13 May 2015

It was not the Tory modernisers wot won it


The Tory triumph was a victory for Conservative modernisers, apparently. That’s the theory presented by Lord Finkelstein in his, as ever, beautifully-written column for The Times today. I can see what Lord F is getting at, and the Cameroons and Osbornites are understandably excited that their chaps have been vindicated. They will no longer have to endure the complaints of some MPs and hard to please columnists who say that Cam-Os have been in charge for almost a decade without winning. Now, at last, they are winners. And what a win.

But there is a problem with the theory that it was modernisers wot won it. In order to win, the modernisers first junked an awful lot of their modernisation programme. By half way through the last parliament the Prime Minister himself was talking about “ditching the green crap,” which represented a remarkable turn around on the part of a leader who began in 2005 by hugging huskies and campaigning against global warming. They abandoned the Big Society motif (which had been a great Burkean Tory idea marketed atrociously) and instead adopted a hard-nosed and very clear line on the economy. The Aussie bruiser Lynton Crosby, who ran the 2005 general election campaign for the Tories and masterminded both victories for Boris in London, was drafted in by Cameron when the Tory leader thought he might lose. Crosby would not tolerate the burbling of ultra-modernisers and persuaded the Tory leadership to keep it coherent. The message was moderate conservatism, yes of course. But this was a million miles away from Oliver Letwin’s manifesto of 2010, “an invitation to join the government of Great Britain,” which was the high watermark of modernisation.

Cameron is no fool and he likes to win, so he switched two thirds of the way through the last parliament. In doing so he repaired much of the damage done to familial relations in the Tory tribe earlier in his leadership. He went for moderate conservatism stripped of metropolitan modernising muppetry and was rewarded with great loyalty in the months running up to polling day. Even when Tory donors and MPs had grave concerns about the conduct of the campaign – as they did even until the moment the exit poll landed – they kept their worries pretty much to themselves out of loyalty. They griped a bit but generally backed Cameron, which modernisers, including Danny Finkelstein, would do well to remember.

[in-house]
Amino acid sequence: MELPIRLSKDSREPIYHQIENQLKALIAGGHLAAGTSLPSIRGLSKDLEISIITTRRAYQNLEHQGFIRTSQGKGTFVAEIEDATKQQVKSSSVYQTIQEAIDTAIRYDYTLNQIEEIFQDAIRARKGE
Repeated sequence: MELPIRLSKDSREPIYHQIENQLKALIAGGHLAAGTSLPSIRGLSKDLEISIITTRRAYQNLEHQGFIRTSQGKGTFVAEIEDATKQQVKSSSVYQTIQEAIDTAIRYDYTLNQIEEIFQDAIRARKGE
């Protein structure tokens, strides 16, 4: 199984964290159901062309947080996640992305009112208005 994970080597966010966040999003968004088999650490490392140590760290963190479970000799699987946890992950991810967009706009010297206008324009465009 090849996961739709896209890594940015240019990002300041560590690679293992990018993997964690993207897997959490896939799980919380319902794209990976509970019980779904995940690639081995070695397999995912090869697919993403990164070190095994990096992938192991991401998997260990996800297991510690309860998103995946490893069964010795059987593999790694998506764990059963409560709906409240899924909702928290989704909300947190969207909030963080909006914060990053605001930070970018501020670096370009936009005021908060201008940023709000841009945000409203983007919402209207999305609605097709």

Lord Finkelstein, Danny if I may, the “big mistake” at the heart of the Cameron project in its early phase was always the attempt by the modernisers to define themselves against a significant chunk of the Tory electorate. Rather than locking in the core support – by talking to people politely – the modernisers sought definition by engineering conflict and being rude about opponents they presented as dinosaurs. Parts of the Tory Right responded in kind to this abuse, and quite a few voters left for UKIP. A lot of it was so unnecessary, especially when there is an example at hand (Reagan) of what can be achieved when an optimistic leader appeals to moderate voters and his base thinks he still likes them too.

Happily, for the Tories, Cameron found a way back from ultra-modernisation. His two most recent speeches at Tory party conference were impressive texts and later in the campaign he finally found a way of talking properly about aspiration, even if the “it pumps me up” bit on the stump was rather cringeworthy. Still, in the last parliament Cameron did something remarkable, which most leaders cannot do because they turn inwards as they get older. For this he deserves great credit. In the last couple of years he learnt from his mistakes and he adjusted course.

The Tory modernisers – enjoying this moment as most non-socialists are – should remember that the Conservatives won by pulling together. Cameron conceded ground, improved his party management and hired a professional to run the election. Other than a few individuals, the Right (which is not a coherent bloc anyway) and assorted other rebels responded by letting Crosby and Cameron get on with it. The broad Tory tribe campaigned hard. The election was their victory too.

Iain Martin is Editor of CapX.